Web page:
# How do you use the second fundamental theorem of Calculus to find the derivative of given int dx/lnx from [x^2, x^3]?

Sep 2, 2016

$= \frac{x \left(x - 1\right)}{\ln x}$

#### Explanation:

you have $\frac{d}{\mathrm{dx}} {\int}_{{x}^{2}}^{{x}^{3}} \frac{\mathrm{dx}}{\ln} x$ which is pretty ugly as the variable x is overloaded, so we can first re-write as

$\frac{d}{\mathrm{dx}} {\int}_{{x}^{2}}^{{x}^{3}} \frac{1}{\ln} t \mathrm{dt} q \quad \square$

in its simplest form, the Second FTC states that

$\frac{d}{\mathrm{dx}} {\int}_{a}^{x} f \left(t\right) \mathrm{dt} = f \left(x\right)$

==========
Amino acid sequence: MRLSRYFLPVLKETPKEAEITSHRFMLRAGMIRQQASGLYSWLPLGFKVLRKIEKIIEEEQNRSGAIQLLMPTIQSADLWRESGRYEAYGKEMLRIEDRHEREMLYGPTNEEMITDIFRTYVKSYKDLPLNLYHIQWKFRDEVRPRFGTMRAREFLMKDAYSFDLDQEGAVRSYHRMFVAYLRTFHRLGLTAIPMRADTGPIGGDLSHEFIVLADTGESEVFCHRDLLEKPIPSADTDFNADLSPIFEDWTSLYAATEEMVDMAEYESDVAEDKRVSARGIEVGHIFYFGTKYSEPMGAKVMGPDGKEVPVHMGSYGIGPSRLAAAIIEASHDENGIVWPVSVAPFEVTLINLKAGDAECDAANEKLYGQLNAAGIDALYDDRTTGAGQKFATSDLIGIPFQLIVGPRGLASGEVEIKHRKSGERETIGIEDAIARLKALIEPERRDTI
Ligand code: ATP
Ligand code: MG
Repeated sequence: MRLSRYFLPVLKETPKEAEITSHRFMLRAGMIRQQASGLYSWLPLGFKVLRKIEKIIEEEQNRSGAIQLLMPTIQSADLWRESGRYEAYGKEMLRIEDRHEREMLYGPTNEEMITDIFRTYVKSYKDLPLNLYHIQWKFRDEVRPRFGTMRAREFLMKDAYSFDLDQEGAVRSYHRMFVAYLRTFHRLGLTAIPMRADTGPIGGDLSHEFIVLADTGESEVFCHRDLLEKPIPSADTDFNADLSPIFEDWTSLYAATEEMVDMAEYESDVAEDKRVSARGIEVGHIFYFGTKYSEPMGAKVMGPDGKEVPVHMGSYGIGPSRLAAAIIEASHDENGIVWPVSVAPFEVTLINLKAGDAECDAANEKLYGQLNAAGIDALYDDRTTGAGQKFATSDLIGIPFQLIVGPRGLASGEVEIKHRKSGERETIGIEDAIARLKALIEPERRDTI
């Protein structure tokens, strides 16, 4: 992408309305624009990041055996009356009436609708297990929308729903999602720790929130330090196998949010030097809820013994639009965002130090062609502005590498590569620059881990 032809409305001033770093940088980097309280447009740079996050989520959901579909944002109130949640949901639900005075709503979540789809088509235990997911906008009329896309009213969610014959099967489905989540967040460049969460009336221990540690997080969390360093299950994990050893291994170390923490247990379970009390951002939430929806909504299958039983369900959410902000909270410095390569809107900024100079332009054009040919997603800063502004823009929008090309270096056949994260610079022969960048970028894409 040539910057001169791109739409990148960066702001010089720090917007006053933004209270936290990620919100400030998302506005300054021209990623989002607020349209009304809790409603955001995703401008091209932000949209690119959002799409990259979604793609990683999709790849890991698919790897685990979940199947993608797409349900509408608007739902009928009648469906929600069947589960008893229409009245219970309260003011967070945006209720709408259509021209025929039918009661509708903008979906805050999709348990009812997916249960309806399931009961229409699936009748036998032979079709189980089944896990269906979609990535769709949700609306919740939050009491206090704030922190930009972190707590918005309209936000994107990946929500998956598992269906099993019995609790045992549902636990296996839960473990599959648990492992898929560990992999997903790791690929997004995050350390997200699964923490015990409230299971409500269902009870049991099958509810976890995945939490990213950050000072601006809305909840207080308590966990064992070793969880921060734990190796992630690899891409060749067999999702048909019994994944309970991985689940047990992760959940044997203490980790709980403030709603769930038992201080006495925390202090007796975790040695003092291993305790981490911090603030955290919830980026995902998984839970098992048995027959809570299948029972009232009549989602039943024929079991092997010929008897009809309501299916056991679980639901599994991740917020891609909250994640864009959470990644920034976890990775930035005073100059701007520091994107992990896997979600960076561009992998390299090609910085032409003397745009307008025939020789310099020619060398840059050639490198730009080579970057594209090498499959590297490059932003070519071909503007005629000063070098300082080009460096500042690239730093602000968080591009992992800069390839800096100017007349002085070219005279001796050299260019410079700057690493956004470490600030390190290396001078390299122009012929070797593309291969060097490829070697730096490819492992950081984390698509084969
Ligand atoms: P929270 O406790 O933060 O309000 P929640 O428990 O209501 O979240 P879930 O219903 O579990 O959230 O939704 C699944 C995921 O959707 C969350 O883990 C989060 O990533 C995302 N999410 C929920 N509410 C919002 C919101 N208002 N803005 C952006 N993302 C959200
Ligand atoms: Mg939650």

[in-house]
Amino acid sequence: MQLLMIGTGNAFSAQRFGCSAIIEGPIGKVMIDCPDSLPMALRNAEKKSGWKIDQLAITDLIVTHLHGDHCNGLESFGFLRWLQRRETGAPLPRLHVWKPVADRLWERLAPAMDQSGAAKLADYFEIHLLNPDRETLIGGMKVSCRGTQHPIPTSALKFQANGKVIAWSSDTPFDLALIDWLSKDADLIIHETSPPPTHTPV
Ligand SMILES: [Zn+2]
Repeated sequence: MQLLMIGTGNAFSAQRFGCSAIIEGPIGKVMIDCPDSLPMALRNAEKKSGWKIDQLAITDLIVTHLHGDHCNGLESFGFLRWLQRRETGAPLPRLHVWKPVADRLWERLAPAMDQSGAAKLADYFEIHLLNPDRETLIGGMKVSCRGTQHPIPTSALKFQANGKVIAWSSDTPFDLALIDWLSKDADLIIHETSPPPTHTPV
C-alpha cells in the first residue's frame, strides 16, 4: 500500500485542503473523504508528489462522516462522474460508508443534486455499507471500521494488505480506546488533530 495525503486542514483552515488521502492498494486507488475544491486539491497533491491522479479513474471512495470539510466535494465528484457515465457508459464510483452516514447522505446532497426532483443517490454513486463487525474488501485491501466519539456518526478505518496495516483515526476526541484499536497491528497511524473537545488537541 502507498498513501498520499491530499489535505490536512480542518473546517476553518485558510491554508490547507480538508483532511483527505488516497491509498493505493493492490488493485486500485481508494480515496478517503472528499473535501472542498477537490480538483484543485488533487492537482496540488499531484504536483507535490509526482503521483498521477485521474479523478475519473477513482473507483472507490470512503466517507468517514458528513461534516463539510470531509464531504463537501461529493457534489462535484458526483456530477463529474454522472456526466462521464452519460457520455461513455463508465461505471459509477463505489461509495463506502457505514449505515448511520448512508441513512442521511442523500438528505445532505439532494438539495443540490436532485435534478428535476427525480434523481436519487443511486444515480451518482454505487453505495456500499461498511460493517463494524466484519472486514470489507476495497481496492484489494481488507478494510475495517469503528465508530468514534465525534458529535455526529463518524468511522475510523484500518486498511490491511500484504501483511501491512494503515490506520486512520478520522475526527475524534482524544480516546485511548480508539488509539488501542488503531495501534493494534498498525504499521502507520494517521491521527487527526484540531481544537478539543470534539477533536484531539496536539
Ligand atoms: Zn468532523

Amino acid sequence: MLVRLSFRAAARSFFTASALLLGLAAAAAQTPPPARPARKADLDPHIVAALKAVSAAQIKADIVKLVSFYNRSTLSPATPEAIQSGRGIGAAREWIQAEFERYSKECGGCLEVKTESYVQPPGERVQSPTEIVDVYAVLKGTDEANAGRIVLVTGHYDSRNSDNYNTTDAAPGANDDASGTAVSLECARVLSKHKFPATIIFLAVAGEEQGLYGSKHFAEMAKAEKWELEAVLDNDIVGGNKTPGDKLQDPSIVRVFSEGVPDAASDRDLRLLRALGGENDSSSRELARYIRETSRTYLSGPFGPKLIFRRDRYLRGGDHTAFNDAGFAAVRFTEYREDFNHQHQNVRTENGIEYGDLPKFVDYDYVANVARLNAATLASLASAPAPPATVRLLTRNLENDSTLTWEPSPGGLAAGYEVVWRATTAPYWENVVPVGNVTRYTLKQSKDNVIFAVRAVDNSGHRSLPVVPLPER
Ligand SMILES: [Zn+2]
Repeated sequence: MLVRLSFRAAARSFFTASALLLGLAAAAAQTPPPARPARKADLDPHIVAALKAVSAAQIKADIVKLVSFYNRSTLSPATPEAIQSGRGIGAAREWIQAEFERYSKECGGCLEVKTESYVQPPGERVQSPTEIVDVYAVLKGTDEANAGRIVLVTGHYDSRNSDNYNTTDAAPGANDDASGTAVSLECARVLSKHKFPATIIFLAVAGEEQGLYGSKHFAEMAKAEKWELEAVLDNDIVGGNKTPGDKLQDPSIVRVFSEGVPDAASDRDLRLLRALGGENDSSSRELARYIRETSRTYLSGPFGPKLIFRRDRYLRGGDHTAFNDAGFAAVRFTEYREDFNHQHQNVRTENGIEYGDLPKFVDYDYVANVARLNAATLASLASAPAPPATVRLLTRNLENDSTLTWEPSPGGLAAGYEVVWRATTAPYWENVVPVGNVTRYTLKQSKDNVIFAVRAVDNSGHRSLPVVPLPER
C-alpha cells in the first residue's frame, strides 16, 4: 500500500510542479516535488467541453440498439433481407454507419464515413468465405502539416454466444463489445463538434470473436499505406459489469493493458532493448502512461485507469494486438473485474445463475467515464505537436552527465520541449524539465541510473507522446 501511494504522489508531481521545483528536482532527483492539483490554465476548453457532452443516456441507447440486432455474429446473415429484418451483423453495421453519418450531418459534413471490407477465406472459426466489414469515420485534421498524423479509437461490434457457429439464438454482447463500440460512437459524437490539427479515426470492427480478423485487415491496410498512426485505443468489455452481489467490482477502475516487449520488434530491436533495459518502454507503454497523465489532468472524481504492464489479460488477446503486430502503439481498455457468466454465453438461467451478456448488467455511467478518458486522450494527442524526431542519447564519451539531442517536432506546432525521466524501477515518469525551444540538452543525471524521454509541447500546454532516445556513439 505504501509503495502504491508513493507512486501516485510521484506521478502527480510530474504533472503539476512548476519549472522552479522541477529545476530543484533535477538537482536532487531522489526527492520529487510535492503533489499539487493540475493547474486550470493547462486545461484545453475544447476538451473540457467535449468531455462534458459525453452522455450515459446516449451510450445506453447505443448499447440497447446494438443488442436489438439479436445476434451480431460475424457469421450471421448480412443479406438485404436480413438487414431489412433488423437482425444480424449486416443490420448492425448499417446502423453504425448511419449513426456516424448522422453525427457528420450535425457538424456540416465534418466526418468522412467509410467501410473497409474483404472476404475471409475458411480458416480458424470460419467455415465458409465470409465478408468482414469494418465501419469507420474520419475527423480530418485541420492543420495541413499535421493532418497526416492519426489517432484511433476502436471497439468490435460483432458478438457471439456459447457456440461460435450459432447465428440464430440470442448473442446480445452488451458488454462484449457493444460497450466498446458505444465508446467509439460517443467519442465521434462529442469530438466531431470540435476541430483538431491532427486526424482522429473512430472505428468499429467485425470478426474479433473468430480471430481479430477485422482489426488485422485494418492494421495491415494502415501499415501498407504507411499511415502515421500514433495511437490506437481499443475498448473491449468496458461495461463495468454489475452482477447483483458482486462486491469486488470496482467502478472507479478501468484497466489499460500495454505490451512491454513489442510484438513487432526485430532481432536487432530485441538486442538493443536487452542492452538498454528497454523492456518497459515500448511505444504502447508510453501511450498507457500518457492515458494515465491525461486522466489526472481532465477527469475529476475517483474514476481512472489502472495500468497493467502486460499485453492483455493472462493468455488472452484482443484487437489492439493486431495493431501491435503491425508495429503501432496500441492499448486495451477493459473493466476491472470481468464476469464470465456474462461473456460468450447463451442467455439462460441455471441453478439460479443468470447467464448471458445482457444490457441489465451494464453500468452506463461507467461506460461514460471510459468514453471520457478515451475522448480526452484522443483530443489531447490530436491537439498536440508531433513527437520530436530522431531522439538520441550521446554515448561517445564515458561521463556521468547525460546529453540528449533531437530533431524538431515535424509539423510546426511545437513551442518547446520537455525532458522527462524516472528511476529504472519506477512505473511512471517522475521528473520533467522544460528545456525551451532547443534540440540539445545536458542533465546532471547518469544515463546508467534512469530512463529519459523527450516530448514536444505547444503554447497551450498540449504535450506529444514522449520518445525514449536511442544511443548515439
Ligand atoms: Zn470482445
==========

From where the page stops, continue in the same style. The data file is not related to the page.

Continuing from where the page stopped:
BUT, in this case, we need to apply the Chain Rule as the interval is a function of x, so:

$\textcolor{b l u e}{\frac{d}{\mathrm{dx}} {\int}_{a}^{u \left(x\right)} f \left(t\right) \mathrm{dt} = f \left(u \left(x\right)\right) u ' \left(x\right)} q \quad \triangle$

Finally, to match $\square$ to $\triangle$ we do the following

${\int}_{{x}^{2}}^{{x}^{3}} \frac{1}{\ln} t \mathrm{dt}$

$= {\int}_{{x}^{2}}^{a} \frac{1}{\ln} t \mathrm{dt} + {\int}_{a}^{{x}^{3}} \frac{1}{\ln} t \mathrm{dt}$

$= - {\int}_{a}^{{x}^{2}} \frac{1}{\ln} t \mathrm{dt} + {\int}_{a}^{{x}^{3}} \frac{1}{\ln} t \mathrm{dt}$

$= {\int}_{a}^{{x}^{3}} \frac{1}{\ln} t \mathrm{dt} - {\int}_{a}^{{x}^{2}} \frac{1}{\ln} t \mathrm{dt}$

and now applying $\triangle$!!

$= \frac{1}{\ln} \left({x}^{3}\right) \frac{d}{\mathrm{dx}} \left({x}^{3}\right) - \frac{1}{\ln} \left({x}^{2}\right) \frac{d}{\mathrm{dx}} \left({x}^{2}\right)$

$= \frac{3 {x}^{2}}{\ln} \left({x}^{3}\right) - \frac{2 x}{\ln} \left({x}^{2}\right)$

$= \frac{x \left(x - 1\right)}{\ln x}$